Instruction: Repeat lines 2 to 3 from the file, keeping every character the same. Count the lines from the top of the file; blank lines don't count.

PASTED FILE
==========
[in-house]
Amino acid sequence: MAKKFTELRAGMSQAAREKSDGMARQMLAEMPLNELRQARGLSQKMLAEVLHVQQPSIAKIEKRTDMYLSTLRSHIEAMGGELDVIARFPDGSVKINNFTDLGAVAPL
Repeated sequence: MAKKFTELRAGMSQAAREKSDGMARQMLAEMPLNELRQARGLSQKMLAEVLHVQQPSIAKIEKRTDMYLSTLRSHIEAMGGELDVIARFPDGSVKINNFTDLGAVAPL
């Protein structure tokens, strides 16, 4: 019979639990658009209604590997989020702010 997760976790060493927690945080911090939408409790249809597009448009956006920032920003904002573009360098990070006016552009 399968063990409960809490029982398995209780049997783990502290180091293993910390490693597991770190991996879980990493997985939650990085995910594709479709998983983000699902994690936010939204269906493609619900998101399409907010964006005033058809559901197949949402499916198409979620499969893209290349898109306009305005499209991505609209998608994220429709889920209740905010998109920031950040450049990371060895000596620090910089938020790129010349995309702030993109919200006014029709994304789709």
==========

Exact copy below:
Amino acid sequence: MAKKFTELRAGMSQAAREKSDGMARQMLAEMPLNELRQARGLSQKMLAEVLHVQQPSIAKIEKRTDMYLSTLRSHIEAMGGELDVIARFPDGSVKINNFTDLGAVAPL
Repeated sequence: MAKKFTELRAGMSQAAREKSDGMARQMLAEMPLNELRQARGLSQKMLAEVLHVQQPSIAKIEKRTDMYLSTLRSHIEAMGGELDVIARFPDGSVKINNFTDLGAVAPL